Posted by Andrew | Posted in Uncategorized | Posted on 17-01-2014
ARC provided by NetGalley
Laurel is your typical average teenage girl…well mostly. Her parent’s are divorced, her mother is now living in California for some reason, her old sister–May–died young and tragically, and she’s a new kid at the school. So…yeah typical. And for English class she has to write a letter to a dead person. Just one. And Laurel chooses Kurt Cobain because her sister May loved him and he died young…like May did. And Laurel begins to share pieces of herself in the letter. And she keeps writing and soon has a notebook full of letters to those that have died–Janis Joplin, Amy Winehouse, Amelia Earhart, Heath Ledger, and more. She shares with them what its like starting high school, of finding new friends, of trying to emulate May and at the same time be herself, and of falling in love for the very first time. And as the year progresses Laurel is able to begin to share the truth that she has kept hidden for so long and to discover her own path in life.
Every generation seems to have, and to need, this type of book: “Dear Mr. Henshaw,” “Catcher in the Rye,” and “The Perks of Being a Wallflower.” And “Love Letters to the Dead” most definitely falls into this category. It’s that book that you read, and whether you admit it out loud or not, you can recognize aspects of yourself in it. That struggle between being a kid and an adult, of fighting parents, of friends that don’t quite get you, of some secret…of some thing that is just beyond the edge of your grasp that you want to share, but you don’t know how. It’s that book that years latter will still be on reading lists and you might make fun of the words, of the strange things that they do for fun, but you recognize the people in them and can relate to them. They aren’t the cool popular kids or the stars of the sports, they are the common person. Like you. And that’s what this book is.
Told entirely through letters to the dead, Laurel begins to share with us what its like to begin anew, to be in high school, to be lost and not know what the heck your doing and of trying to figure it all out. Its that feeling, that sense, that we can all recognize, no matter what our gender maybe. We know what its like to start over and to wonder where we fit in and that first time, that very first time that we figure out what love is. You can’t help but laugh and weep as you progress through the letters. Ava has captured the very essence of humanity, not only in the letters but the characters as well. So often when you read a book like this everything is solved by the end or there’s that one perfect character that can do no wrong and is completely awesome and makes everything seem right. But that’s not the case here. Here, here you have the parents that admit they don’t no what they’re doing, that they thought about themselves over their own kid, that are just as lost as their kid. If you knew a parent like this in real life you’d want to question their sanity upon saying things like that, but be honest…what would you do in that situation? Unless you’ve been through it, you can’t say. I can’t say because I have no idea.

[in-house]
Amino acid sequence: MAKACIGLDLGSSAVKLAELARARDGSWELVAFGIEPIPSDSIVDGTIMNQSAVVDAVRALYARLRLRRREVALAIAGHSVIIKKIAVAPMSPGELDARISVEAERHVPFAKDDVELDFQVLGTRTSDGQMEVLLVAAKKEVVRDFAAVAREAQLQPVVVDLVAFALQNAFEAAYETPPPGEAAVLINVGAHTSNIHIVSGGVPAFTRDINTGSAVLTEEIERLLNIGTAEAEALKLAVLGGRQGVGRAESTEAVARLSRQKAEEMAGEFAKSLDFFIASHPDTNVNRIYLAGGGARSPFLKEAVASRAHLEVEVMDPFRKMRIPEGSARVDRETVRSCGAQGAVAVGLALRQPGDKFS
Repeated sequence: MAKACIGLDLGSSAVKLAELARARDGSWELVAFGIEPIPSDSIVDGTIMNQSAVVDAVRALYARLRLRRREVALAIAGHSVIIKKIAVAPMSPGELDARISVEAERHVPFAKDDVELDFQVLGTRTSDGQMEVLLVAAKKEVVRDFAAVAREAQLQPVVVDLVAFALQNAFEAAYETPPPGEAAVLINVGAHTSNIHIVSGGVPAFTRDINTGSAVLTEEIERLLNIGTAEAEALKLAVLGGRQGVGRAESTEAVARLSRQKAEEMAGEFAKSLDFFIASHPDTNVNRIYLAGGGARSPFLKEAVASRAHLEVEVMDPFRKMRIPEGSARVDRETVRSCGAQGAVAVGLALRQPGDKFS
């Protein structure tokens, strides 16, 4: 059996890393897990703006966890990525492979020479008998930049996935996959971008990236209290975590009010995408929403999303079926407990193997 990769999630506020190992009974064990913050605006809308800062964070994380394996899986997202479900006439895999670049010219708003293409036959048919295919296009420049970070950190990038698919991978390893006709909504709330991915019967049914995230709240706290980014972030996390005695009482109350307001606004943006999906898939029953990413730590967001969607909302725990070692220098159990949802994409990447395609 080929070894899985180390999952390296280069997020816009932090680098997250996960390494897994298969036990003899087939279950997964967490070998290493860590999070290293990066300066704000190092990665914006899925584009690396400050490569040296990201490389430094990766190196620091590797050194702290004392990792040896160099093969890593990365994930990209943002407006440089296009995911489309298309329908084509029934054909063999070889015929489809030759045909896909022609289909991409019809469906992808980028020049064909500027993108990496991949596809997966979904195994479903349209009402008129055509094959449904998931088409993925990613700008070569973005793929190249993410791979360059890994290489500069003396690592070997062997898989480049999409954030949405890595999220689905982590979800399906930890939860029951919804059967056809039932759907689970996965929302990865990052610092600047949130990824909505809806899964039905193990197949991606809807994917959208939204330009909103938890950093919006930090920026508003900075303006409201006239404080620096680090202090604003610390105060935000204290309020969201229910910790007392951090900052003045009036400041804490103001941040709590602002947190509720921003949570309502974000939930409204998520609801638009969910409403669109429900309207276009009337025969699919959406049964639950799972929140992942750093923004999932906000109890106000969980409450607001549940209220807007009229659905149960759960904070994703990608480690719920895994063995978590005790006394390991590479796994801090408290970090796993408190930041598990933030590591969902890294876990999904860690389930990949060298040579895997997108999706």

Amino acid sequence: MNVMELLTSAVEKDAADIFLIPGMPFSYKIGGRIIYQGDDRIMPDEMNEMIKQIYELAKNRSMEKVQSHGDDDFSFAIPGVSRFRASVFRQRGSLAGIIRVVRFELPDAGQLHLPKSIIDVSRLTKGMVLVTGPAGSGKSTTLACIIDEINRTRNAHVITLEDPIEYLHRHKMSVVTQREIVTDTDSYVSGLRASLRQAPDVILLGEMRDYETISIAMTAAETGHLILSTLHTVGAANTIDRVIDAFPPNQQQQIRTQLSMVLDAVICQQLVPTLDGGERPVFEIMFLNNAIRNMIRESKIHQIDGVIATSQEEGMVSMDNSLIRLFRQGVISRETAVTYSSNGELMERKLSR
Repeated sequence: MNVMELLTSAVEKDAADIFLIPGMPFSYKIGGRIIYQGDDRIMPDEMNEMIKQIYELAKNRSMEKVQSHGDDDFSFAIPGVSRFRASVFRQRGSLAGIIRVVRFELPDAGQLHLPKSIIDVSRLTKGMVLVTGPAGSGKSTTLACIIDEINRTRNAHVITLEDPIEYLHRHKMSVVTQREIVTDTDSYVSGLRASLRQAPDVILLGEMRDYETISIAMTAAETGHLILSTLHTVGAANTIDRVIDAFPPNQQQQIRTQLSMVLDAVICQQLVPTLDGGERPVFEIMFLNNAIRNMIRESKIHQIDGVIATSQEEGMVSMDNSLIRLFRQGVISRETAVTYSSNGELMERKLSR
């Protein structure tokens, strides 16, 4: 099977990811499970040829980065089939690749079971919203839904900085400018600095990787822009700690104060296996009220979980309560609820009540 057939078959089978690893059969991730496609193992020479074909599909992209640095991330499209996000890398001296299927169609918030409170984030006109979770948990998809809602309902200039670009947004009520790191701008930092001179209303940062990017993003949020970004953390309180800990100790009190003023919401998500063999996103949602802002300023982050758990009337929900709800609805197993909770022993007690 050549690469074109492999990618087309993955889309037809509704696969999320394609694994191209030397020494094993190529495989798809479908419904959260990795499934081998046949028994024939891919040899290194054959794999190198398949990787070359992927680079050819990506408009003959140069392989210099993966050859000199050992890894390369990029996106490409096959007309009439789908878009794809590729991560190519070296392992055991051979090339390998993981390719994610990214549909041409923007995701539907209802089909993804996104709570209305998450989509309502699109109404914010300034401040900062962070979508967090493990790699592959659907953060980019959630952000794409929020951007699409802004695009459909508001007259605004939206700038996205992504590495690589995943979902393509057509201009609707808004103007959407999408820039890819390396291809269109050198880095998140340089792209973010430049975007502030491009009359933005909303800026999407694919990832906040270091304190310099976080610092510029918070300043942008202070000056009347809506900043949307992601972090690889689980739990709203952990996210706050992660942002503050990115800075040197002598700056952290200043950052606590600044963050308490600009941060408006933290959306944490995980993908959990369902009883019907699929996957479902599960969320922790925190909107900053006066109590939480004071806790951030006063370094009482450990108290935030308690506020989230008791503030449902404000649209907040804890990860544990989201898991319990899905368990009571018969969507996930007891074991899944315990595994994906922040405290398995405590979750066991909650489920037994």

Laurel’s friends are just as flawed as she is. Her two best female friends, in love with each other. But they don’t always show it out of fear of what their families will think, of what other friends will think, of what might happen or could happen. It’s something that is real and recognizable because you know there are kids going through this exact same thing right this very minute. The emotions, the way these two characters express themselves, aren’t the polished perfect pitches that we hear in the movies, or those long speeches that we tell ourselves in our head, they express themselves just as we might. Fear, trepidation, honesty, stumbling over our words, but getting it out there. And Laurel’s first love, isn’t this perfect guy. Nor is he that quite guy that seems so cool and mysterious that everyone falls for that says “Hey” and girls swoon. Yes he’s quiet. Yes he seems to have his shit pulled together a little bit better than everyone else, but he isn’t perfect. He does things, he says things that he later regrets, his mom is weird…in other words he is someone you could meet outside. Even better than that…the romance isn’t the main focus of the book, nor is it perfect. Neither of them knows quite what the heck they’re doing, they’re figuring it out as they go. It’s an imperfect, awkward, teenage relationship.
This…this is one of those books that when you try to explain and when I started to review, I stumbled over my words because I want to recommend it that much. Because I want people to read this book and to understand it and cherish it as much as I have. This will be one of those books that makes “best of” lists at the end of the year, that will hopefully be nominated for awards, but more importantly it will be one of those books that 15 years from now teachers are making students read and write about, because it is that powerful.This is one of those books that you should read, no mater your age, your gender, your sexual orientation, whatever…the characters are genuine, real, and three dimensional. I give the book 5 out of 5 stars.